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Elizabeth Fuss Arnott, SPHR  I have been working in Human Resources for 23 years. Since 2011, I have been certified as a Senior Professional in Human Resources (SPHR).  I have a BA in English and a Master of Jurisprudence in Labor and Employment Law from Tulane Law School. I live in the Pacific Northwest with my husband Luke and our cat, Poirot. I write about HR, non-profits, the art of managing people and Neurodiversity in the workplace. I'm available for employment, contract work, consulting, coaching and training virtually and in the Portland, OR area. Please email me at for more information. 

  • Writer's pictureElizabeth Arnott, SPHR

How to Make All Work Meaningful Work

Meaningful work. It's one of the things that employees want. It's what keeps them at an organization, gives them motivation to go above and beyond, and gives them satisfaction with their job. This study has tons of great information in it about how meaningful work correlates to performance and engagement - you should read it! In this post, I'm going to talk about how an employer can make work - any work - meaningful.

"Meaningful work" doesn't mean that the actual task changes lives and alters the universe. "Meaningful work" means that the employee perceives that their work is important, is integral to the operation of an organization. It means that what they are doing matters. How a company frames a person's job and the work that they perform is a huge part of how the employee perceives their work.

Let's consider a janitor's work. Cleaning toilets, vacuuming and emptying trash are all mundane tasks and don't require a lot of knowledge or skills. But those mundane tasks make it possible for the company to have a professional atmosphere. They make it possible for other employees to come in and focus on their work, instead of spending time cleaning up.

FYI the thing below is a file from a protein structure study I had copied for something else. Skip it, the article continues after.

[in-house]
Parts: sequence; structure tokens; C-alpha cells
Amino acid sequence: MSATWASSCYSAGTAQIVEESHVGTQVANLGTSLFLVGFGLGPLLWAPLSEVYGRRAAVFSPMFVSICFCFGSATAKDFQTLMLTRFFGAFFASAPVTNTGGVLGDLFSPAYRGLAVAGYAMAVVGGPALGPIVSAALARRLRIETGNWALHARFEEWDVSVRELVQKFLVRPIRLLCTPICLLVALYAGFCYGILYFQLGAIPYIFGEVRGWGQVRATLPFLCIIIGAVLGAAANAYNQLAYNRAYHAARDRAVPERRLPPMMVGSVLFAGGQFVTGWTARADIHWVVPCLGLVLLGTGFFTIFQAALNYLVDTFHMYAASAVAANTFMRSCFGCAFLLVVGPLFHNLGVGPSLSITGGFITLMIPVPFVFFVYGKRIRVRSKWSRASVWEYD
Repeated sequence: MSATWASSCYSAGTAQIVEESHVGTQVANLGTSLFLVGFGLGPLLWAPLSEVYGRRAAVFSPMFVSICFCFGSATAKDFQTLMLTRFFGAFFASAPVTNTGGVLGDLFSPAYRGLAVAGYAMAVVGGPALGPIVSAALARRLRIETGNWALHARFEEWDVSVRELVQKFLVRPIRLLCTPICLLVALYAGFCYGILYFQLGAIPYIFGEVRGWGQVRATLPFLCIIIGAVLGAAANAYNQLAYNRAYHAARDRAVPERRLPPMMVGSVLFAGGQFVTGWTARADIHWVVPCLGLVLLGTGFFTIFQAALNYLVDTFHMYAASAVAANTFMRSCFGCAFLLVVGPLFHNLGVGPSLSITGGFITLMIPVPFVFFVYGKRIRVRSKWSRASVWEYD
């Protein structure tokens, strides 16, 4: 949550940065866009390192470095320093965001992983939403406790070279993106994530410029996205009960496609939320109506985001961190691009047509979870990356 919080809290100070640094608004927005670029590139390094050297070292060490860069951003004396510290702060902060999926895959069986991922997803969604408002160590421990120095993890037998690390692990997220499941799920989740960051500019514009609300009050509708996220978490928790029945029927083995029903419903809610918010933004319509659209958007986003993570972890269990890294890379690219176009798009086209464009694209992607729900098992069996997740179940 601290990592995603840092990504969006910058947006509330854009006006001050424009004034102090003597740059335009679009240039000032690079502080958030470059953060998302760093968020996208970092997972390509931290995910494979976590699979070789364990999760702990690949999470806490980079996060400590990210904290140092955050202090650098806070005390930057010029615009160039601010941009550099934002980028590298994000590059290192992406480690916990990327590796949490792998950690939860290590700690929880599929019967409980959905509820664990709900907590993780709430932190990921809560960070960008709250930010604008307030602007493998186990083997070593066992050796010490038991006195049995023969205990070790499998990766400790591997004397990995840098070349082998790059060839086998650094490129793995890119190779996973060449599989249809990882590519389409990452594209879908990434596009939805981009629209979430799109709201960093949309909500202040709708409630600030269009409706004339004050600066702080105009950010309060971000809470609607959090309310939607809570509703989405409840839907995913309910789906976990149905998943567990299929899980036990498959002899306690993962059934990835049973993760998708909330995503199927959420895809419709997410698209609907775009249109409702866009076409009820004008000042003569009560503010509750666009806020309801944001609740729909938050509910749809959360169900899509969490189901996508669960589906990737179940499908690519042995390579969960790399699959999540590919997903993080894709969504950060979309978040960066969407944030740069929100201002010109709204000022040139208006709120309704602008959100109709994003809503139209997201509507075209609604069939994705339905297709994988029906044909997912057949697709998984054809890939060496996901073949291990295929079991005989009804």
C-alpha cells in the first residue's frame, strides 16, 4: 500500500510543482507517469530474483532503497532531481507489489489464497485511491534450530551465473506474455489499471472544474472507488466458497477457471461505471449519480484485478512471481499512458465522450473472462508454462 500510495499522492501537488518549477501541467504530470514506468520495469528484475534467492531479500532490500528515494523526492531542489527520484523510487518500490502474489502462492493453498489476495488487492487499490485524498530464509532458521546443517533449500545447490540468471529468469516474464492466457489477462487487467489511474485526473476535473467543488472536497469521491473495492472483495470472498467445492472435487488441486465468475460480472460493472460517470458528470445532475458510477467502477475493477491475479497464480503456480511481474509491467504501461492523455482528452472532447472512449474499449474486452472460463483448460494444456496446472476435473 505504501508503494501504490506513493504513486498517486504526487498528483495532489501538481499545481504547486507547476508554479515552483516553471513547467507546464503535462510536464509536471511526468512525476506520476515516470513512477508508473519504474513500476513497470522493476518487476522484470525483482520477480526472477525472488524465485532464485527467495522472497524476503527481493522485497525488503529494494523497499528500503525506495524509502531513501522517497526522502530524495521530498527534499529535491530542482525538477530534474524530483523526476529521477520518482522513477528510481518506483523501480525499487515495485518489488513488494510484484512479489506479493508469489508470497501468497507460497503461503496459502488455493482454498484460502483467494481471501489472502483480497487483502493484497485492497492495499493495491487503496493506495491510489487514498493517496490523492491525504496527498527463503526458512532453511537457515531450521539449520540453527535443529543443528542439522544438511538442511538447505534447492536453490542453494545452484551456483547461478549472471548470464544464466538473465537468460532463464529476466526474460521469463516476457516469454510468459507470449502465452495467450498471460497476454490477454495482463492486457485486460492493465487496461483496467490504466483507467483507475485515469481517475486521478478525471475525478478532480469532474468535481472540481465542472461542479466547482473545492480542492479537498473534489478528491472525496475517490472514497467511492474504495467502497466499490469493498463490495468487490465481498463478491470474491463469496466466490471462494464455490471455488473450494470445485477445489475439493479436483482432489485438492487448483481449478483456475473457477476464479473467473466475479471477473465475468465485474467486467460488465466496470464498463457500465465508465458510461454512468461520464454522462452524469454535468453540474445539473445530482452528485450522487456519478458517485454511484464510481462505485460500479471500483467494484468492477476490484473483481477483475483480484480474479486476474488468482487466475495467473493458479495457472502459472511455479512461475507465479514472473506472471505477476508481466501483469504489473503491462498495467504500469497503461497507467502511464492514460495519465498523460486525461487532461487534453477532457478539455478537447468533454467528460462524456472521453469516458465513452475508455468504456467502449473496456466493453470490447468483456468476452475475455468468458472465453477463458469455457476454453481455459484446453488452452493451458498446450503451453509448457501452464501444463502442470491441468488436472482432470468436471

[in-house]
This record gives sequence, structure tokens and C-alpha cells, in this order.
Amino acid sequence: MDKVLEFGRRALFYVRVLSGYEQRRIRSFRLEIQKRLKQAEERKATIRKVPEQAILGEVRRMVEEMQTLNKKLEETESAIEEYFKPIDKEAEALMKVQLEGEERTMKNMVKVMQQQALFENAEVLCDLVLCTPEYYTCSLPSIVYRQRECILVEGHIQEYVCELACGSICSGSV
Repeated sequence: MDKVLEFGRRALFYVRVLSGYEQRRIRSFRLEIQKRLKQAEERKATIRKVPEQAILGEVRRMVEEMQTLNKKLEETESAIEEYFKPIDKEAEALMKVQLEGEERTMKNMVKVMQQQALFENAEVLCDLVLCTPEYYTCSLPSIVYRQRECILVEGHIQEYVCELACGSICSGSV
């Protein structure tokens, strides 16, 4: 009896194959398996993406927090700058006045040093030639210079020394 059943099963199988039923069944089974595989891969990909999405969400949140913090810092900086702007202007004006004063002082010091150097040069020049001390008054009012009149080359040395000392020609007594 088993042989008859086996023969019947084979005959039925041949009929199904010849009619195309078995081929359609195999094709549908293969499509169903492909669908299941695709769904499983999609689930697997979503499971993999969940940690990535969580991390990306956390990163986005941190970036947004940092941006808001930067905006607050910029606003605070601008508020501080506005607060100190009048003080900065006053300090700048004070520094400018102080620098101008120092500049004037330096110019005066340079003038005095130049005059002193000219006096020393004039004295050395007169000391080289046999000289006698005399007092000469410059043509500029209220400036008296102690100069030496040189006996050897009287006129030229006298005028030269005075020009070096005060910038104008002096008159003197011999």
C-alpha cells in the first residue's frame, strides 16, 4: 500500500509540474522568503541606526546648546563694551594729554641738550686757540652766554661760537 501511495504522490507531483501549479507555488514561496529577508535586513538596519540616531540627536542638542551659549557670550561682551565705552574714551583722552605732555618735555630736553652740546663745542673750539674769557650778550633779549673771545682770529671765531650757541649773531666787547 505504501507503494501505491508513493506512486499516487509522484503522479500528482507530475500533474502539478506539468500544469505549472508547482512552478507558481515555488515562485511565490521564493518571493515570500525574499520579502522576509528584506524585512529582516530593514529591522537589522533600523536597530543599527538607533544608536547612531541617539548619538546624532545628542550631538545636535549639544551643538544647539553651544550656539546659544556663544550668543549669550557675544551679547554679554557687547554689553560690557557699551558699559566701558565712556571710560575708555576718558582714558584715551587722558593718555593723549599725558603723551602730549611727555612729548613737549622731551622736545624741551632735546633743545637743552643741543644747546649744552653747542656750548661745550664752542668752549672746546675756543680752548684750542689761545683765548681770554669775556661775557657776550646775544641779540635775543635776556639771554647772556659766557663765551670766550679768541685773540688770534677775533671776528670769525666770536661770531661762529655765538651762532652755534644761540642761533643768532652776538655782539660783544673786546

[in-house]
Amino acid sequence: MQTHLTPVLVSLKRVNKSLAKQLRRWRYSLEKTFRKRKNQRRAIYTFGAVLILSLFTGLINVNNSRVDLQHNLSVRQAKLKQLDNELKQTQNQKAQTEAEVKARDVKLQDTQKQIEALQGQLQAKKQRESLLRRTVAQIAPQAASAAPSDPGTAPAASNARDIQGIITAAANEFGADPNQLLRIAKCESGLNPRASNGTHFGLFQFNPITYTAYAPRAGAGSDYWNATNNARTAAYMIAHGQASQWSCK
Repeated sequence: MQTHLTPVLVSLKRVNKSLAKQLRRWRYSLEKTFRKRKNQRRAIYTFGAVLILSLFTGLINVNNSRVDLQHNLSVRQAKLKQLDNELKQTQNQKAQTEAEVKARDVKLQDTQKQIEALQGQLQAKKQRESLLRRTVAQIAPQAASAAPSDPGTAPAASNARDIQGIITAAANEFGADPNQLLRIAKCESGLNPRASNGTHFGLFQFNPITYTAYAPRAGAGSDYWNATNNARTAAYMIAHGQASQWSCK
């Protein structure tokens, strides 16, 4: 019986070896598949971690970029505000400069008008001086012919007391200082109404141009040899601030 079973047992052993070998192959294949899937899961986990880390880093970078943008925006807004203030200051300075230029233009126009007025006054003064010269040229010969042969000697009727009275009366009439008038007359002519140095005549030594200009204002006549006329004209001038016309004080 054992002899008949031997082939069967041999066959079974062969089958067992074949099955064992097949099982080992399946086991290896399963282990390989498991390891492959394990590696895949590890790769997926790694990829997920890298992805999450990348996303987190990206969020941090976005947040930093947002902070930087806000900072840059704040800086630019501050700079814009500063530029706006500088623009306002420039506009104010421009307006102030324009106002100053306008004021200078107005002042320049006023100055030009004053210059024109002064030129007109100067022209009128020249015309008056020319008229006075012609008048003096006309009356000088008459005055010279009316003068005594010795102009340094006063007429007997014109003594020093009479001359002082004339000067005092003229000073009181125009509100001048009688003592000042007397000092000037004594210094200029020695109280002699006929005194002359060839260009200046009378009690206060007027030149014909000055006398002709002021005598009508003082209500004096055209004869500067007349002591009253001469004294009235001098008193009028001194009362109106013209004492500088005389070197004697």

Do the executives acknowledge the janitor and say thank you when they see them? Do you pay them a wage that represents the importance of keeping an office clean and professional? Do you include them in the profit-sharing structure? Do company leaders interact with the janitor and treat them as an important person? Do you include them in employee spotlights and encourage everyone to get to know them and know what they do?

The meaning isn't going to be found in the tasks themselves. It's going to be found in how the company values the person and the work they are performing. If the employee knows that their work is meaningful to the company, and they are appreciated as a person who performs meaningful work, they will perceive their work as being meaningful, no matter what the work is.

It can also work the other way. Work that on it's face seems meaningful, but is treated as unimportant and trivial to the organization, can be devoid of meaning and purpose.

Let's consider a teacher's work. Teaching requires a lot of skill and training, It can change the lives of their students. On it's face, it's important and meaningful work! But what if the school district doesn't pay the teacher what they are worth. They don't provide resources for the teacher to be successful. They complain about teachers and portray teachers to the school board and the public as being whiny, ineffective and greedy. They blame the teachers when test scores are low, but don't provide professional development to improve. Do you think a teacher in that situation is going to get up each morning, motivated by meaningful work? Probably not.

Regardless of the task, an employer can make all work meaningful with some effort and intention. Here are four things you can do to make all work meaningful for your employees:

1. Be consistent about appreciating your employees' work. I don't mean awards and prizes, although those are nice to have. I mean saying thank you for their contributions to the organization. When they stay late, acknowledge the extra effort they are making. When work product is exceptional, let them know how the quality of their work positively affected a client or a process.

2. Pay them what they are worth. It's not hard to pay someone at market rate. Make sure that you are paying them appropriately, so they aren't going to want to go get another job for $2 more per hour. Give cost of living increases every year.

3. Include everyone at all levels in profit-sharing, bonus and rewards programs and benefits. Don't exclude certain groups of employees from monetary rewards or benefits. Treat all employees as if they are making a significant contribution - because they are! They are spending more time at work than with their families at home. That's significant.

4. Solicit feedback and input from all employees regarding the work they are doing and act on it. What works best? What isn't working? What can the organization do to make it better? The employees are the ones doing the work. Most of the time, they are going to have ideas about how to improve processes. Listen to them! Act on their feedback.

What ways have you made work meaningful in your organization? I'd love to hear about it!

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